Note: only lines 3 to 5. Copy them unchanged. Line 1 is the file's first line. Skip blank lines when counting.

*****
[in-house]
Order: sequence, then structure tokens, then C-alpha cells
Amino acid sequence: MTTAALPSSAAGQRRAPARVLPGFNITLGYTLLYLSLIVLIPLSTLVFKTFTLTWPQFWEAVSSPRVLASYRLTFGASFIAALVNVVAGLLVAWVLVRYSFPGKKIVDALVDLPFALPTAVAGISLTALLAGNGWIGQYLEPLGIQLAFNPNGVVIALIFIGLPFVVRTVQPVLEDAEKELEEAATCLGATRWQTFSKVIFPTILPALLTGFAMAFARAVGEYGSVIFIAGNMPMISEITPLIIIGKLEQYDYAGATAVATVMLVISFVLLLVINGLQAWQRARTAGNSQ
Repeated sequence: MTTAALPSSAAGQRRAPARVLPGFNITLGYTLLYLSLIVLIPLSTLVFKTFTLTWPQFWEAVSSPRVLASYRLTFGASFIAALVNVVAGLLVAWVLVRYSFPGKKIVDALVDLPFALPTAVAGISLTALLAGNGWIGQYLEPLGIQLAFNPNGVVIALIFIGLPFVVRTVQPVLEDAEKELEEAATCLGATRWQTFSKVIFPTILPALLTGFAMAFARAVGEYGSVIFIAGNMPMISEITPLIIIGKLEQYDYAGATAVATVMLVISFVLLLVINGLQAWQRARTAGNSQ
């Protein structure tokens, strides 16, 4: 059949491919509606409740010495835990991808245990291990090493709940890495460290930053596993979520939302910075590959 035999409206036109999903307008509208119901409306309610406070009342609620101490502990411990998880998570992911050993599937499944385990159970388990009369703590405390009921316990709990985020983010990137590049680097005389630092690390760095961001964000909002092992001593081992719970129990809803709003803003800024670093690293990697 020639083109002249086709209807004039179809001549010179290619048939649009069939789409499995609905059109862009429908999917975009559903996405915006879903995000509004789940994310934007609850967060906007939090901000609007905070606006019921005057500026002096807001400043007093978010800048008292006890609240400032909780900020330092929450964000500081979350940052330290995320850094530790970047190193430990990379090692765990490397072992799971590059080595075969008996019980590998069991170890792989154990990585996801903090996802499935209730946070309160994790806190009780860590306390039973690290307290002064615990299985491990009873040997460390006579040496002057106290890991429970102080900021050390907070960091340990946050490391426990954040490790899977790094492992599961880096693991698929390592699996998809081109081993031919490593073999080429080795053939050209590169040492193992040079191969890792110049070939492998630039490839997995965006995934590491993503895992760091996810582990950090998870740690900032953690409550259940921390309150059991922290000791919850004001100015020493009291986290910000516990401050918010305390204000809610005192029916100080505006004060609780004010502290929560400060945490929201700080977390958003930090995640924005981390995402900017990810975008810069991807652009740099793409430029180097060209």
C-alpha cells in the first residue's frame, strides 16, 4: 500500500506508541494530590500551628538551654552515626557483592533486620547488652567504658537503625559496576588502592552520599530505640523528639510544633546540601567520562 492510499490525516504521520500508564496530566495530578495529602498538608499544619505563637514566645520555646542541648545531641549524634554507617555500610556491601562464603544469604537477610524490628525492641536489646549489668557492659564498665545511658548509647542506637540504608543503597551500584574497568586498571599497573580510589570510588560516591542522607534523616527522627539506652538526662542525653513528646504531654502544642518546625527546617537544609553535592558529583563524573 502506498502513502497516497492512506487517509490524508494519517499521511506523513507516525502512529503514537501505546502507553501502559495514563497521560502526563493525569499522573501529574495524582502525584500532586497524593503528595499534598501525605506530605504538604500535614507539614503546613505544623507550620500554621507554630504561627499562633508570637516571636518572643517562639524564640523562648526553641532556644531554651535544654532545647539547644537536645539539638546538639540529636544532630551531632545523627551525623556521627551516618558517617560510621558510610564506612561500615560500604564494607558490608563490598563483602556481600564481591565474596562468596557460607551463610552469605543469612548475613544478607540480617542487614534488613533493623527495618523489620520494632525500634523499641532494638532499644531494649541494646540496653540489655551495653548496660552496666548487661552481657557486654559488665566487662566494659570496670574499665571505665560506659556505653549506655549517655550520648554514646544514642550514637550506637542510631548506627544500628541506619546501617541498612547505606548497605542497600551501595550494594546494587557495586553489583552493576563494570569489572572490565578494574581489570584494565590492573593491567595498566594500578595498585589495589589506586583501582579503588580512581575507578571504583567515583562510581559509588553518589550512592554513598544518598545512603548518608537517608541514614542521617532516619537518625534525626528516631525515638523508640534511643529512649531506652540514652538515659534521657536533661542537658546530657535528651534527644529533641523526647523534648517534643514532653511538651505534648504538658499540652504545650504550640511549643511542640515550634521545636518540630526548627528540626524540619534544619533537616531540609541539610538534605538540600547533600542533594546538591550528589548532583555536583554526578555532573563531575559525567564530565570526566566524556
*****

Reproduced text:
Amino acid sequence: MTTAALPSSAAGQRRAPARVLPGFNITLGYTLLYLSLIVLIPLSTLVFKTFTLTWPQFWEAVSSPRVLASYRLTFGASFIAALVNVVAGLLVAWVLVRYSFPGKKIVDALVDLPFALPTAVAGISLTALLAGNGWIGQYLEPLGIQLAFNPNGVVIALIFIGLPFVVRTVQPVLEDAEKELEEAATCLGATRWQTFSKVIFPTILPALLTGFAMAFARAVGEYGSVIFIAGNMPMISEITPLIIIGKLEQYDYAGATAVATVMLVISFVLLLVINGLQAWQRARTAGNSQ
Repeated sequence: MTTAALPSSAAGQRRAPARVLPGFNITLGYTLLYLSLIVLIPLSTLVFKTFTLTWPQFWEAVSSPRVLASYRLTFGASFIAALVNVVAGLLVAWVLVRYSFPGKKIVDALVDLPFALPTAVAGISLTALLAGNGWIGQYLEPLGIQLAFNPNGVVIALIFIGLPFVVRTVQPVLEDAEKELEEAATCLGATRWQTFSKVIFPTILPALLTGFAMAFARAVGEYGSVIFIAGNMPMISEITPLIIIGKLEQYDYAGATAVATVMLVISFVLLLVINGLQAWQRARTAGNSQ
């Protein structure tokens, strides 16, 4: 059949491919509606409740010495835990991808245990291990090493709940890495460290930053596993979520939302910075590959 035999409206036109999903307008509208119901409306309610406070009342609620101490502990411990998880998570992911050993599937499944385990159970388990009369703590405390009921316990709990985020983010990137590049680097005389630092690390760095961001964000909002092992001593081992719970129990809803709003803003800024670093690293990697 020639083109002249086709209807004039179809001549010179290619048939649009069939789409499995609905059109862009429908999917975009559903996405915006879903995000509004789940994310934007609850967060906007939090901000609007905070606006019921005057500026002096807001400043007093978010800048008292006890609240400032909780900020330092929450964000500081979350940052330290995320850094530790970047190193430990990379090692765990490397072992799971590059080595075969008996019980590998069991170890792989154990990585996801903090996802499935209730946070309160994790806190009780860590306390039973690290307290002064615990299985491990009873040997460390006579040496002057106290890991429970102080900021050390907070960091340990946050490391426990954040490790899977790094492992599961880096693991698929390592699996998809081109081993031919490593073999080429080795053939050209590169040492193992040079191969890792110049070939492998630039490839997995965006995934590491993503895992760091996810582990950090998870740690900032953690409550259940921390309150059991922290000791919850004001100015020493009291986290910000516990401050918010305390204000809610005192029916100080505006004060609780004010502290929560400060945490929201700080977390958003930090995640924005981390995402900017990810975008810069991807652009740099793409430029180097060209």